In April 2015 when Apple launched its first wearable device, the Apple Watch, it made us think of a Dick Tracy-style computer on our wrists. It turned out to be just a slightly smarter Fitbit. But that was enough to make it the best-selling watch in the world within two years. Fitbit, Garmin and others also continue to make popular fitness-tracking devices to help us boost our daily activity by meeting goals for steps, miles and other measurements that turn exercise into a game. These wearable devices also aimed at giving us a more unobtrusive way to check notifications, since most of us now look at our phones over 50 times a day. Another wearable device that had similar ideas in mind was Google Glass, which arrived in 2013. It was ahead of its time and it quickly flamed out, but look for Google Glass-like augmented reality glasses to be one of the biggest trends of the 2020s. In addition to Google, Facebook and Apple are expected to release their own AR glasses in the next few years.
6. Tesla Autopilot and the big upgrade
$2,500 "Autopilot" upgrade that the cars downloaded over the air in one of the world's most significant software updates and in-app purchases of all time. That's just one example of how Tesla ran circles around the competition and acted more like a tech company than a car company. Nevertheless, Autopilot also faced controversy over several fatal accidents when users relied on it too heavily and it failed to protect them or those around them.deserves a spot here despite selling, by far, the smallest number of products of any company on this list. Despite its modest sales, the carmaker pushed forward the development of all-electric vehicles and self-driving cars more than any of the world's giant automakers -- and propelled virtually all of them to redouble their own efforts on both fronts. In October 2015, Tesla turned its Model S vehicles into self-driving cars with a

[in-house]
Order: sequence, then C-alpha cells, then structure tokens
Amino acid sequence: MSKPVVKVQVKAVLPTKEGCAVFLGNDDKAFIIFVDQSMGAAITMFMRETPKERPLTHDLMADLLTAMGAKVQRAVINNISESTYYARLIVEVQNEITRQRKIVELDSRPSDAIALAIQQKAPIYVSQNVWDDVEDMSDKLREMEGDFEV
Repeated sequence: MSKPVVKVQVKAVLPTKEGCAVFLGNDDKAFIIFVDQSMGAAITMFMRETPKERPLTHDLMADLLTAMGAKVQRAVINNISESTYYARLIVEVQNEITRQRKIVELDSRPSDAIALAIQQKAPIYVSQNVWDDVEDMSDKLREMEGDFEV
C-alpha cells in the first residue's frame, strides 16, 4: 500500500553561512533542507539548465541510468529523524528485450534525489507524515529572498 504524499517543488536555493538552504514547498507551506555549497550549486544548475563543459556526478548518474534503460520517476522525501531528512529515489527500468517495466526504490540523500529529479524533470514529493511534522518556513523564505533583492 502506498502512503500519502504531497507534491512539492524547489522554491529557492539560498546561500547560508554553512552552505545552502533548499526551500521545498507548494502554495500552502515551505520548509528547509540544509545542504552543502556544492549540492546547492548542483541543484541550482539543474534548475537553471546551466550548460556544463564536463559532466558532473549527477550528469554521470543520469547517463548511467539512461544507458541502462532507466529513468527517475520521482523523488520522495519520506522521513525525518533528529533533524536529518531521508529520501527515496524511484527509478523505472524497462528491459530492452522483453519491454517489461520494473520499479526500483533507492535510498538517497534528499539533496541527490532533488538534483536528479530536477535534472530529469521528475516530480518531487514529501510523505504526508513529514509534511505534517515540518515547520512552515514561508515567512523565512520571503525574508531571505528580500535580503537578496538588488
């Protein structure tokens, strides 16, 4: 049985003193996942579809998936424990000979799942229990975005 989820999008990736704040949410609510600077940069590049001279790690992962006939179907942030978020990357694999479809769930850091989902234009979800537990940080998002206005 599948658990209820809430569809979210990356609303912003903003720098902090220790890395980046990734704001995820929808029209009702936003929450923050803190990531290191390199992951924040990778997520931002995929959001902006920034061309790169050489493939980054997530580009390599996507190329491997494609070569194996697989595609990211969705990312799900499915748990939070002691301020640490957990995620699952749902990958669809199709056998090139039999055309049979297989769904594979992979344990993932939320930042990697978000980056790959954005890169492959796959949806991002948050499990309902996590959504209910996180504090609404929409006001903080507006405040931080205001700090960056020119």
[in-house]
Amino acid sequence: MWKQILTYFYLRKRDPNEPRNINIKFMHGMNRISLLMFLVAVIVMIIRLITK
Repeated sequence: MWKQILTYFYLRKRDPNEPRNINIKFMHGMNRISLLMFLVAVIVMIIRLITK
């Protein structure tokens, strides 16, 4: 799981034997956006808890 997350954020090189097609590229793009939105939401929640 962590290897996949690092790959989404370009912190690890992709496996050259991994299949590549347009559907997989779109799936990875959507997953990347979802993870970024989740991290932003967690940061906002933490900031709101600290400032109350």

5. The 'quantified self' uses tech to fight tech
The collateral damage of the digital age is that we're spending a lot more time sitting still and looking at screens -- and it can have terrible effects on our health. As people have become more aware of the risks this poses, it's created demand for tech solutions to help monitor and manage the three pillars of health: exercise, diet and sleep. There are fitness trackers like Apple Watch and Fitbit. There are meal trackers and calorie counters like MyFitnessPal and Lose It. And there are sleep trackers like the SleepWatch app and premium SleepNumber beds. And there are tons of other devices, apps and services that will help quantify our health with the goal of getting us to move more, eat better and make sure we're sleeping well. Of course, the jury is still out on whether tech will be the answer to fight the ill effects of too much tech.
4. Cord cutting changes TV forever
When we think of "tablets. As TVs got smarter and streaming boxes like Roku, Fire TV and Apple TV delivered better ways to access programming and select shows to watch, we didn't even need those outdated cable boxes. And as Netflix, Hulu, YouTube, HBO and others came out with streaming apps that gave us whole content libraries at our fingertips, the old model of channel surfing or even recording shows on a DVR became a lot less appealing." from cable TV, the first thing that comes to mind is wanting to save money, getting away from the $100 cable subscriptions that force us to pay for a lot of extra channels we don't watch. And while that's often the primary motivator, cord-cutting was also driven by people wanting to watch video in new ways. As broadband got faster and devices got better screens, more of us watched video on phones and